Sunday, February 22, 2009

CVS Caremark: No Visible Revenue Synergy

Can two different businesses share a company without driving each other crazy?

Or as I asked in my Ten Strategic Questions for 2009: “Will CVS Caremark finally prove the strategic value of a Pharmacy Benefit Manager/Retail Pharmacy combo?”

So far, the answer appears to be “not yet.”

I won’t do a deep dive into the company's finances or strategy on the blog (sorry, clients only), but CVS Caremark posted impressive financials in its 2008:Q4 earnings last Thursday. Same store sales at CVS retail pharmacies increased 4.5% in 2008 (4.8% in pharmacy and 3.6% in the front-end). The Longs deal gave an extra boost to fourth quarter revenue. Last week's top-line results shouldn’t be a surprise if you read last Tuesday’s post Pharmacy Avoids Retail Sales Plunge. See:

However, CVS Caremark’s PBM businesses are not becoming a larger share of prescriptions filled at CVS retail pharmacies. Put another way, the flagship Maintenance Choice program may be appealing to payers and consumers, but there is not yet a quantitatively visible shift in CVS' retail activity. If CVS pharmacies are taking retail pharmacy market share, then it’s not yet as a result of corporate co-ownership with a PBM.

Looking forward, I suspect that CVS Caremark will try to take a stronger hand to generate greater “synergies” for its combination business model. CEO Tom Ryan alluded to "people experimenting with limited networks" on Thursday's earnings call. Wal-Mart has already thrown down the gauntlet for the preferred pharmacy network in its deal with Caterpillar. (See WMT + CAT: Pharmacy's Future?.) However, we still have little evidence that consumers or payers will accept limited networks on a wide-scale.

The Numbers

Here are the numbers behind my observations about PBM revenue synergies at retail pharmacies

Since 2005, CVS has reported an income statement item in its SEC filings called “Intersegment eliminations,” which is currently defined as follows:

“Intersegment eliminations relate to intersegment revenues and accounts receivables that occur when a Pharmacy Services Segment customer uses a Retail Pharmacy Segment store to purchase covered products. When this occurs, both segments record the revenue on a standalone basis.”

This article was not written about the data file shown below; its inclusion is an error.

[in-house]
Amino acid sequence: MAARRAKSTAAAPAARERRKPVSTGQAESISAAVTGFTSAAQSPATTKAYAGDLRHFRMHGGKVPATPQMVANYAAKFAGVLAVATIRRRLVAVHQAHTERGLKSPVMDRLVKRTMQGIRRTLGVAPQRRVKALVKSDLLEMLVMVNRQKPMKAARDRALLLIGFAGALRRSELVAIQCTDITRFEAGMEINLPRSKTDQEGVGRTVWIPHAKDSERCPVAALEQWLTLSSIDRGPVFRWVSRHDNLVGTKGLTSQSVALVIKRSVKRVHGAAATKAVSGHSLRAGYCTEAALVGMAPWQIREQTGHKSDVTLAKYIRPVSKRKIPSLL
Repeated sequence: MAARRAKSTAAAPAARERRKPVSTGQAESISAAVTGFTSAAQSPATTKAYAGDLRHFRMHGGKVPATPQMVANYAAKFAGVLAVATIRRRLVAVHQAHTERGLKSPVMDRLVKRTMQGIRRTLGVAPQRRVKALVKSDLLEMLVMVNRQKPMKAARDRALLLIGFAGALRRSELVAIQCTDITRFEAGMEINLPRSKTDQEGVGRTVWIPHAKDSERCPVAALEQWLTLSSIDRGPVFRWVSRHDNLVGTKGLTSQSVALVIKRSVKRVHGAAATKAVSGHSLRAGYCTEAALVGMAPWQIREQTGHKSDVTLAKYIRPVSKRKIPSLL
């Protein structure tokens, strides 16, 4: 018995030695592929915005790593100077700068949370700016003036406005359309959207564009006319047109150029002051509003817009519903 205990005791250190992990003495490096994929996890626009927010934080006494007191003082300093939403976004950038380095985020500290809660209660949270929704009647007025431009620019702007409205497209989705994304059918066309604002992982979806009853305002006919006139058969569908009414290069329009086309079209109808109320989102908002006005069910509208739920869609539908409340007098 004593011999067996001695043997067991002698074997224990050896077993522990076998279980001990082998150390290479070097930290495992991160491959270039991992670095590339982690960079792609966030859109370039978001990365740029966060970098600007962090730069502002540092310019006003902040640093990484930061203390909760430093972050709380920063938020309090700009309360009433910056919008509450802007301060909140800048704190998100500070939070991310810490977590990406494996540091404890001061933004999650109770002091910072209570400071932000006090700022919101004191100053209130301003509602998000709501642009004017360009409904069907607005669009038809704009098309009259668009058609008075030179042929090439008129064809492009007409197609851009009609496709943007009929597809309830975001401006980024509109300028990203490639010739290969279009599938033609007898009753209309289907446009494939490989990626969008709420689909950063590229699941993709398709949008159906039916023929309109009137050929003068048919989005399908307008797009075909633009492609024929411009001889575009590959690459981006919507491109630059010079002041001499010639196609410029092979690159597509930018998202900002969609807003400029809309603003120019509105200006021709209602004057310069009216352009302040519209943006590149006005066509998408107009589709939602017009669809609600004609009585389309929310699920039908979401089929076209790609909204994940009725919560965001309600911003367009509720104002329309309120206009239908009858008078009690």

Thus, these eliminations are a proxy for measuring the revenues to CVS retail pharmacy when it fills a script for beneficiaries of a CVS-owned PBM plan. As I understand the accounting, a PBM usually recognizes revenues for these prescriptions because the PBM considers itself to be a principal in the transaction. The relevant PBMs are Pharmacare, Caremark (starting in 2007), and now RxAmerica (starting with Q4:2008).

The chart below shows quarterly intersegment eliminations as a percent of retail pharmacy prescription revenue during the last three years. Thus, the chart shows an estimate how much of CVS' retail prescription revenues come from CVS Caremark’s 3 PBM businesses.

As expected, the numbers jump sharply after the Caremark acquisition. But it’s notable that the share has not consistently increased since the acquisition. If the in-store share starts to rise, then it will be (partial) evidence that maintenance choice is getting traction. (One small twist: RxAmerica contracts will be moving from "net" to "gross" in Q2:2009, which will boost intersegment eliminations.)

In the meantime, I suspect some readers will view this disconnect in a positive light because it means that beneficiaries still have the freedom to choose their pharmacy regardless of co-ownership with a PBM.

So, which one is the neat freak and which one is the slob?


  1. Dr. Fein:

    Good morning, as a frequent reader of your blog, I’ve greatly appreciated just how much you gone at length to explain many of your arguments and calculations

    However, concerning today’s post, I notice you didn't describe how you came up with the % of Rx sales at CVS retail pharmacies that came from Caremark's PBM business.

    I was wondering if you might be willing to provide the details as to how you came up with these numbers?

    Thanks again for the posts

    David Sleeter

  2. David,

    The data in the chart are computed using the following formula (quarterly data):

    Intersegment eliminations /
    [Retail Pharmacy Segment revenues X Pharmacy as % of Retail Revenues]